Six Nations: The lowdown on Scotland

It’s been a case of close but no cigar for Vern Cotter but Scotland are on the up

Coach: Vern Cotter

Joe Schmidt's old friend and fellow Kiwi, Vern Cotter's reign as Scotland's head coach has been a case of so close, yet so far since he arrived from Clermont Auverge in 2014. He has overseen a string of painfully tight defeats - the most obvious being the last minute defeat to Australia in the World Cup quarter-finals. But while Scotland are yet to crack one of the big boys during his tenure there is no doubting the huge strides made since he took over. Cotter has given the likes of Finn Russell and Stuart Hogg a creative license they have thrived under, and should he find himself on the Lions coaching staff few would argue if he recruited a number of his own players.


Scotland's improvement between picking up the Wooden Spoon in the 2015 Six Nations and then coming moments from the World Cup semi-final was dramatic. The back line, which for a long time had been an Achilles heel, is rejuvenated under Cotter. The running talents of Russell are obvious and so too Hogg, while Mark Bennett has been a revelation in midfield. The Gray brothers, Richie and Jonny, are also proving a formidable secondrow partnership.



Scotland's last Six Nations campaign saw them consistently edged out by small margins and the main criticism levelled at Cotter's side was they were too easily bullied across the park. A lack of physicality cost them against all five sides, including Italy. Cotter finds himself needing to strike a balance between a side who can compete physically and one which can stick to his ball-playing philosophy. Apart from Argentina and Italy, Scotland have yet to beat a top-tier side under Cotter, a monkey they sorely need lifting from their backs.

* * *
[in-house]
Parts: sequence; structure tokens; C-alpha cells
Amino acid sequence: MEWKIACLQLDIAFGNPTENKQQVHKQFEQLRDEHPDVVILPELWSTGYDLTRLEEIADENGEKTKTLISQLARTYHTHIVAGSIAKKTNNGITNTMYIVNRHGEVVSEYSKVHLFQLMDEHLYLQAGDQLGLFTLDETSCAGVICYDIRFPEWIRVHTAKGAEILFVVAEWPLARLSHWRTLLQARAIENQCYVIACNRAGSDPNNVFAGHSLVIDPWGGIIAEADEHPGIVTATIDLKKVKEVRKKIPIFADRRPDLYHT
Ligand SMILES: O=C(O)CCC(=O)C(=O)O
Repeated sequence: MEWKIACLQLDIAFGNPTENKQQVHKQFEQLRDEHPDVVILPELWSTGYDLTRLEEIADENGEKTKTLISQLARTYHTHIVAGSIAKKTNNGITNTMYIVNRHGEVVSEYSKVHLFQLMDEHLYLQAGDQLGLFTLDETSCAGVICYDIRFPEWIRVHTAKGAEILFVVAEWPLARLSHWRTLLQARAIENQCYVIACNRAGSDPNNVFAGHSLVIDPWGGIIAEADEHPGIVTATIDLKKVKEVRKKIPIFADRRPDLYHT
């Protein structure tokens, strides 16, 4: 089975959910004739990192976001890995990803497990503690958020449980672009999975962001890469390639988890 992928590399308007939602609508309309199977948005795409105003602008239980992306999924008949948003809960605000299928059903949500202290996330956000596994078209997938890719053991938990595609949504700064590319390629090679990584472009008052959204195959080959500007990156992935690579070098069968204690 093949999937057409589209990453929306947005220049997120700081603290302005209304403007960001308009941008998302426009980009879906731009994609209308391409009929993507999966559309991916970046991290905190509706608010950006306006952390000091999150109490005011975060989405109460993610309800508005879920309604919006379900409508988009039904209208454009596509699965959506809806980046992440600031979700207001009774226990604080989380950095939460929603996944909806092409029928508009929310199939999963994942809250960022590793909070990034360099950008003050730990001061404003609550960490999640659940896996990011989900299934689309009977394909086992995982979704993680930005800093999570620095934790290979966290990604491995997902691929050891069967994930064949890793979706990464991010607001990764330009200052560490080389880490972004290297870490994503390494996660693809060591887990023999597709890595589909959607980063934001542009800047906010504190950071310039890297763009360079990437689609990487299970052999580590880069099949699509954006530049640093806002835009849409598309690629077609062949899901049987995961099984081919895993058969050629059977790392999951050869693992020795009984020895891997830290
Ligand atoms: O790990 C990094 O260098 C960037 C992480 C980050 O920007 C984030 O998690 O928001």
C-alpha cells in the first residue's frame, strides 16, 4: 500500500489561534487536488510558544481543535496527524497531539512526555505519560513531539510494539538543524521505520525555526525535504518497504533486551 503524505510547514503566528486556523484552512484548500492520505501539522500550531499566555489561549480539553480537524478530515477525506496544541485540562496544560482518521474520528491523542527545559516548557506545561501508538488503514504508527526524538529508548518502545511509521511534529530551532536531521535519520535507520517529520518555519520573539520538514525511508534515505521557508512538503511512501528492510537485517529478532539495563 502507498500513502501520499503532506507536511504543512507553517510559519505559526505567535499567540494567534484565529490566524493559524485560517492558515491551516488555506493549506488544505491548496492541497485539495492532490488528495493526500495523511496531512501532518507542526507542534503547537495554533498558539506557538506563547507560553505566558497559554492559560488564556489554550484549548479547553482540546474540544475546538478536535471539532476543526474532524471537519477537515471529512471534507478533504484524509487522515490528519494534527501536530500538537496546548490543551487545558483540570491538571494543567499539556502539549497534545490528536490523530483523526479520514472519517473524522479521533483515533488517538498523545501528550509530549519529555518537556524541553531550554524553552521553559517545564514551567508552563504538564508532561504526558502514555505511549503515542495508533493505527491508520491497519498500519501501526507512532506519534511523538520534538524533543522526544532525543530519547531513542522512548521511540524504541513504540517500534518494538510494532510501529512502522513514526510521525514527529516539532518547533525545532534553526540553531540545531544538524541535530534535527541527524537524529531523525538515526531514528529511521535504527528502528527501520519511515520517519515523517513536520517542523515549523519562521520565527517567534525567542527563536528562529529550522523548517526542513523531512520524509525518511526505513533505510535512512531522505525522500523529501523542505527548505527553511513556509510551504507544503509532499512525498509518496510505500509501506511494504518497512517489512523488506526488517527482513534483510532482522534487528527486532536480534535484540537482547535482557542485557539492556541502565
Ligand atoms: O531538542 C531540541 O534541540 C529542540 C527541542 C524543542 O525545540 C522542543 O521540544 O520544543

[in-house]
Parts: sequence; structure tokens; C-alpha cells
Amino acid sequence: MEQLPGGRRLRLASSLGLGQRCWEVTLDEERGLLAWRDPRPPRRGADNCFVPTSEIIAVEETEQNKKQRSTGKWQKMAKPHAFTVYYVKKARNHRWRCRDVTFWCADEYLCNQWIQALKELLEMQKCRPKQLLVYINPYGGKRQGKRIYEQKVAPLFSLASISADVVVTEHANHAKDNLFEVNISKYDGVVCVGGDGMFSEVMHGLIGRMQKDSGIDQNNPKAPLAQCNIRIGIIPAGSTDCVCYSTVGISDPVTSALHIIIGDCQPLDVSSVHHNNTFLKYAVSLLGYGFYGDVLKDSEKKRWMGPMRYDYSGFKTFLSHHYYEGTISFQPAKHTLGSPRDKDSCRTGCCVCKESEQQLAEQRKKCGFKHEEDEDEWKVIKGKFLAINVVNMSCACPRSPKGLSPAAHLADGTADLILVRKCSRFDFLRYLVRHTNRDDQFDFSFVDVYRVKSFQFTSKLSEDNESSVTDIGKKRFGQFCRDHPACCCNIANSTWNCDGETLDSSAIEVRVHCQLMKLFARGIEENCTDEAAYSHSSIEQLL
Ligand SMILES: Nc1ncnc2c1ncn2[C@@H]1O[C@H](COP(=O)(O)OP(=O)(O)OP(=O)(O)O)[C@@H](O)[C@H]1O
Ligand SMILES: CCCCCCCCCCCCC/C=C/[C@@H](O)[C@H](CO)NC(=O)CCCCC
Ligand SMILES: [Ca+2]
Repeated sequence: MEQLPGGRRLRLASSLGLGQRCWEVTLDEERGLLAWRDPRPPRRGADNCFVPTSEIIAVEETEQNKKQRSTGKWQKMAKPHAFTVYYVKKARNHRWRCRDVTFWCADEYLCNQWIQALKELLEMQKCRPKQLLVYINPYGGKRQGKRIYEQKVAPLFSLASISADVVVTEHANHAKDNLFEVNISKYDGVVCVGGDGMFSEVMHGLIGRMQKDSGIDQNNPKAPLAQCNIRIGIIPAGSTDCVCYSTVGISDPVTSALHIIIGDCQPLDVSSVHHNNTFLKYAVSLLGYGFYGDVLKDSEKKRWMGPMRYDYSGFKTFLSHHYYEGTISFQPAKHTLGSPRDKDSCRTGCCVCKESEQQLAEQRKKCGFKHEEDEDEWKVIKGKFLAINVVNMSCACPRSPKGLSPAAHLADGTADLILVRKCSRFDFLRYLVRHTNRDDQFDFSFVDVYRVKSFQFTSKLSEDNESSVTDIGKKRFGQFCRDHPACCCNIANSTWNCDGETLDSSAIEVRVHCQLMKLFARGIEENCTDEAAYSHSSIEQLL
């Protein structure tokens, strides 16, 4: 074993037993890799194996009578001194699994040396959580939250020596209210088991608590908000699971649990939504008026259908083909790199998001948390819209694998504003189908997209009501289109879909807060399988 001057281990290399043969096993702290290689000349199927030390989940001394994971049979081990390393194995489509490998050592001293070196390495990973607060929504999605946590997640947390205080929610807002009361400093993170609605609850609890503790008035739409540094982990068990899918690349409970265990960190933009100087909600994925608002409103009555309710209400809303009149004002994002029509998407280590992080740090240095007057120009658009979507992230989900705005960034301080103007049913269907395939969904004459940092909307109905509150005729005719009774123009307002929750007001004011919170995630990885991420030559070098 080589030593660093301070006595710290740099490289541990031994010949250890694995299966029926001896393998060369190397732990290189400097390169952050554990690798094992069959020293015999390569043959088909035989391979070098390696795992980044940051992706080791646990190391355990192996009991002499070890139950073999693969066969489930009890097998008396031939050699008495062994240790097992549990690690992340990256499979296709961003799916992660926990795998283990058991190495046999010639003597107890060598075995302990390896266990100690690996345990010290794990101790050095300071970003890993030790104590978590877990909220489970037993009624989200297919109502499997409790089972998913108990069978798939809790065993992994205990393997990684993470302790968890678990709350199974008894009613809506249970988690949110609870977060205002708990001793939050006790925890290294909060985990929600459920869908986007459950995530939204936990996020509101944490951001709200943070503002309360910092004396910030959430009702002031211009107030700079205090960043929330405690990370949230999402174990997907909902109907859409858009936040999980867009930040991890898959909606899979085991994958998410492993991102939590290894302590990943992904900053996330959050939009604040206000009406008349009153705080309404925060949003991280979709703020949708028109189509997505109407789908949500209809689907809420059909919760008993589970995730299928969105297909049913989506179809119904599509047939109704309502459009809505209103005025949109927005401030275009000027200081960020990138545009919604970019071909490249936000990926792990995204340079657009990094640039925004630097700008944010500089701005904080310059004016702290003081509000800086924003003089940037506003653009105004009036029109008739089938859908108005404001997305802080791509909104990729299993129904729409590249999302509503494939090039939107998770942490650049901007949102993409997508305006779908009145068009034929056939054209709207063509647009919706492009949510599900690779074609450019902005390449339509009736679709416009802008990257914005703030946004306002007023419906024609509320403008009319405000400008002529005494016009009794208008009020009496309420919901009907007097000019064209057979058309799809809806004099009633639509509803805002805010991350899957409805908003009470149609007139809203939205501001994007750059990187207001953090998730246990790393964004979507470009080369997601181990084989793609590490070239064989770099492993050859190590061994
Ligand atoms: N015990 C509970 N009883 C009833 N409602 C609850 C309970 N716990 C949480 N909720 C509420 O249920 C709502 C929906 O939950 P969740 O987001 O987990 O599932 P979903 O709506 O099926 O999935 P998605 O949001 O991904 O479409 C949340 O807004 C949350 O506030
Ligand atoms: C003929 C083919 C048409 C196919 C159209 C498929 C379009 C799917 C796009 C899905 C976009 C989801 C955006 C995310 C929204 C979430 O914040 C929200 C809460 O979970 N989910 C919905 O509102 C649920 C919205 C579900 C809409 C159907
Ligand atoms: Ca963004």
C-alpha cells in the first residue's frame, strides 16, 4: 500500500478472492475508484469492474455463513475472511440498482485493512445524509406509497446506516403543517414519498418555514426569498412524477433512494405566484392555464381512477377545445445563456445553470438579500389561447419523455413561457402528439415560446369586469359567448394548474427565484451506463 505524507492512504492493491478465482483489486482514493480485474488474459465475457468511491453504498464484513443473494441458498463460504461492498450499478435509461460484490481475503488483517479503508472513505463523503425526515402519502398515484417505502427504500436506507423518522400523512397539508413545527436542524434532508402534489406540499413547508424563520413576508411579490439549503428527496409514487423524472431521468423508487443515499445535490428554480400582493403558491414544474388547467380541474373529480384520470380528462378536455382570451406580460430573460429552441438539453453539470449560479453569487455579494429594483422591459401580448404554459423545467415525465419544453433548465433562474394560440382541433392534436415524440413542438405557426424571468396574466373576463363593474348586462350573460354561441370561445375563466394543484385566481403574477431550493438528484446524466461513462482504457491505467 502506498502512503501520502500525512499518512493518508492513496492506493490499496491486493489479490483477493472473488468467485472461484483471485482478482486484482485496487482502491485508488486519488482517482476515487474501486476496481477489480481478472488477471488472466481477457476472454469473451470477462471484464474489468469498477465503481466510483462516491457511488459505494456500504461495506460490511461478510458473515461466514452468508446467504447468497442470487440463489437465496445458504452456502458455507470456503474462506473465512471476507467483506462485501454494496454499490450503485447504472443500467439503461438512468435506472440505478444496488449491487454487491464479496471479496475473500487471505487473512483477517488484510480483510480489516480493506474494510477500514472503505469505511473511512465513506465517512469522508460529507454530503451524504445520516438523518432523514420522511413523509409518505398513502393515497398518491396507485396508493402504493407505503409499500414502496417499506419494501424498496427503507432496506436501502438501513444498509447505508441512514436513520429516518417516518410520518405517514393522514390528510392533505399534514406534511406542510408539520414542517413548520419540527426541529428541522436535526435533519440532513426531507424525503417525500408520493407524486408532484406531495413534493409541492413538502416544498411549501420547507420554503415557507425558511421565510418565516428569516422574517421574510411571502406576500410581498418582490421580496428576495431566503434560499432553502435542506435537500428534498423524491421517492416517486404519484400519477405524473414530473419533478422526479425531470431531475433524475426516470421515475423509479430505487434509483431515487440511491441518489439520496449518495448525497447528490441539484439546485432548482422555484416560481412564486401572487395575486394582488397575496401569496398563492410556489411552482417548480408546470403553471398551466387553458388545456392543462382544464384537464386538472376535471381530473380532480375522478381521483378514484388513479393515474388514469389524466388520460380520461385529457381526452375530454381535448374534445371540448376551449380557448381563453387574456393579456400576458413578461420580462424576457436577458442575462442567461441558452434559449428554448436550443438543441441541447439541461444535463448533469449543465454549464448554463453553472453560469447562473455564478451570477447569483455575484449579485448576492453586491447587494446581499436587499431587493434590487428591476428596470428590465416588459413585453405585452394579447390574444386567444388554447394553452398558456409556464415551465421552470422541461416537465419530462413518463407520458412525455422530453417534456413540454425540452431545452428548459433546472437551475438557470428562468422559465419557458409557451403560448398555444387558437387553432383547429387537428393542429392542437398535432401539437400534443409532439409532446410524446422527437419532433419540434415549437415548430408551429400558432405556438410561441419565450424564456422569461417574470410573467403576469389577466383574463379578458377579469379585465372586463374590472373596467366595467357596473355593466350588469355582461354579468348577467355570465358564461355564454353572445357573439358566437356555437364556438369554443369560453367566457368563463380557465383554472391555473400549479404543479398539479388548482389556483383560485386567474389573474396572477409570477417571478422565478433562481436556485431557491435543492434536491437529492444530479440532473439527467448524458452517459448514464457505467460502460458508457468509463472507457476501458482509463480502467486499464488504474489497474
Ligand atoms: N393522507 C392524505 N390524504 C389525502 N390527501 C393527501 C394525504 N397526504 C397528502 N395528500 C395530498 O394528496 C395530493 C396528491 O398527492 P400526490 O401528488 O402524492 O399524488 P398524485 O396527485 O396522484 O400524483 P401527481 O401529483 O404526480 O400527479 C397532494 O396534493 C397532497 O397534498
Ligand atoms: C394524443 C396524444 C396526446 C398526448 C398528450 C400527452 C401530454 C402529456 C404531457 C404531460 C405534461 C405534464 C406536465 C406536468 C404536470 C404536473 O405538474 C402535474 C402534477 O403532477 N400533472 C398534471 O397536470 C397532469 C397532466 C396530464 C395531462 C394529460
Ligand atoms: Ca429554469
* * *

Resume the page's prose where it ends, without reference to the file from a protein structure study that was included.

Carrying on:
Key man: Greg Laidlaw

Scotland certainly have more exciting players at present but the calming influence of skipper Greg Laidlaw will be vital in steering the nation’s young firebrands to a good finish in this year’s tournament. His presence at nine will be pivotal as Finn Russell grows into the number 10 jersey, as will his ability to release pressure with the boot. He also remains Scotland’s best place kicker, and will need to be at his best if his side are to threaten.

Last year: Wooden Spoon

As noted, it was a case of so near yet so far for Scotland in 2015. In Cotter's first Six Nations campaign his side opened with a frustrating 15-8 loss away to a very beatable France side. The margins were incredibly tight in their next game, a second half try from Jonathan Davies a killer blow as they were beaten 23-26 by Wales at Murrayfield. And then, the real stomach churner - Italy were awarded a 79th minute penalty try and Scotland lost 19-22 in Edinburgh. A more comprehensive 22-13 loss to England followed before Ireland handed out a 40-10 thrashing in the final game as they secured the championship.

One to watch: John Hardie

The Scottish Rugby Union had been tracking New Zealander John Hardie for two years when he agreed to leave the Highlanders, after seven seasons and over 50 appearances in the Super 15, and avail of his Scottish ancestry: his late grandmother, Christine, who hailed from Fife. He hadn't played a game of club rugby when Scotland coach Vern Cotter gave him his debut in a World Cup warm-up match against Italy in Turin last August. Cotter's decision to take a chance on the New Zealander was not universally acclaimed at the time, but Hardie's performances quickly dispelled any misgivings about the "kilted Kiwi". The openside flanker has excelled at test level both in terms of traditional duties but also in giving his team a ball-playing presence and good running lines when released in the wider channels.

Patrick Madden

Patrick Madden

Patrick Madden is a former sports journalist with The Irish Times